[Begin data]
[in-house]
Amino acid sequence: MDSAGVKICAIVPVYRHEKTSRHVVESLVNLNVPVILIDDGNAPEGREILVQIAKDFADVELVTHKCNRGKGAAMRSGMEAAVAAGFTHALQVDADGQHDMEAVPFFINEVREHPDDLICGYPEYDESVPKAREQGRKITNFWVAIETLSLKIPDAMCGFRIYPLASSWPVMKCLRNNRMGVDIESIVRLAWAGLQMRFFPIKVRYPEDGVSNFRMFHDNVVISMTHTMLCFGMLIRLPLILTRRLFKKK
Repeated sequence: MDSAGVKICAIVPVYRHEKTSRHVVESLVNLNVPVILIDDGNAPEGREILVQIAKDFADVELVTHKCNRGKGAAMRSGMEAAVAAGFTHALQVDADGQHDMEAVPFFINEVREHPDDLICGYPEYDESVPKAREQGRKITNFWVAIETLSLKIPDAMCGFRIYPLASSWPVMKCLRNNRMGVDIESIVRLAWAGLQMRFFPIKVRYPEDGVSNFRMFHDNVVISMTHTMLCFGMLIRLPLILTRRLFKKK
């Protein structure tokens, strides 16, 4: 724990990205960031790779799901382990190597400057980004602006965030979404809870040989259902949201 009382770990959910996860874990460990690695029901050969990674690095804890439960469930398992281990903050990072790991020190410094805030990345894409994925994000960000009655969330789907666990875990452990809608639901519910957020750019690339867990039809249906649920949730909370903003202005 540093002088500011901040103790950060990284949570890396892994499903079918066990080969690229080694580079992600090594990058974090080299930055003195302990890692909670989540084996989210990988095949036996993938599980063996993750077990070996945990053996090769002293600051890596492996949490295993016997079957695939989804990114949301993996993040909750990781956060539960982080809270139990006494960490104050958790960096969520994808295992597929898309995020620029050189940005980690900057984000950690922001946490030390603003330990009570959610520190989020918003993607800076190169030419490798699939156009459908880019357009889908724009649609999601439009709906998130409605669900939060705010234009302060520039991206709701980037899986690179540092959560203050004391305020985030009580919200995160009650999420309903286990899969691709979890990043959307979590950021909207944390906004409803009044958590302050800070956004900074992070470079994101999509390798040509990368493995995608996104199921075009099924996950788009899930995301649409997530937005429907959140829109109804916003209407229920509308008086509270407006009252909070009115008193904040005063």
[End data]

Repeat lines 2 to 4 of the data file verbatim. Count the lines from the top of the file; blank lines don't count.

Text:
Amino acid sequence: MDSAGVKICAIVPVYRHEKTSRHVVESLVNLNVPVILIDDGNAPEGREILVQIAKDFADVELVTHKCNRGKGAAMRSGMEAAVAAGFTHALQVDADGQHDMEAVPFFINEVREHPDDLICGYPEYDESVPKAREQGRKITNFWVAIETLSLKIPDAMCGFRIYPLASSWPVMKCLRNNRMGVDIESIVRLAWAGLQMRFFPIKVRYPEDGVSNFRMFHDNVVISMTHTMLCFGMLIRLPLILTRRLFKKK
Repeated sequence: MDSAGVKICAIVPVYRHEKTSRHVVESLVNLNVPVILIDDGNAPEGREILVQIAKDFADVELVTHKCNRGKGAAMRSGMEAAVAAGFTHALQVDADGQHDMEAVPFFINEVREHPDDLICGYPEYDESVPKAREQGRKITNFWVAIETLSLKIPDAMCGFRIYPLASSWPVMKCLRNNRMGVDIESIVRLAWAGLQMRFFPIKVRYPEDGVSNFRMFHDNVVISMTHTMLCFGMLIRLPLILTRRLFKKK
């Protein structure tokens, strides 16, 4: 724990990205960031790779799901382990190597400057980004602006965030979404809870040989259902949201 009382770990959910996860874990460990690695029901050969990674690095804890439960469930398992281990903050990072790991020190410094805030990345894409994925994000960000009655969330789907666990875990452990809608639901519910957020750019690339867990039809249906649920949730909370903003202005 540093002088500011901040103790950060990284949570890396892994499903079918066990080969690229080694580079992600090594990058974090080299930055003195302990890692909670989540084996989210990988095949036996993938599980063996993750077990070996945990053996090769002293600051890596492996949490295993016997079957695939989804990114949301993996993040909750990781956060539960982080809270139990006494960490104050958790960096969520994808295992597929898309995020620029050189940005980690900057984000950690922001946490030390603003330990009570959610520190989020918003993607800076190169030419490798699939156009459908880019357009889908724009649609999601439009709906998130409605669900939060705010234009302060520039991206709701980037899986690179540092959560203050004391305020985030009580919200995160009650999420309903286990899969691709979890990043959307979590950021909207944390906004409803009044958590302050800070956004900074992070470079994101999509390798040509990368493995995608996104199921075009099924996950788009899930995301649409997530937005429907959140829109109804916003209407229920509308008086509270407006009252909070009115008193904040005063």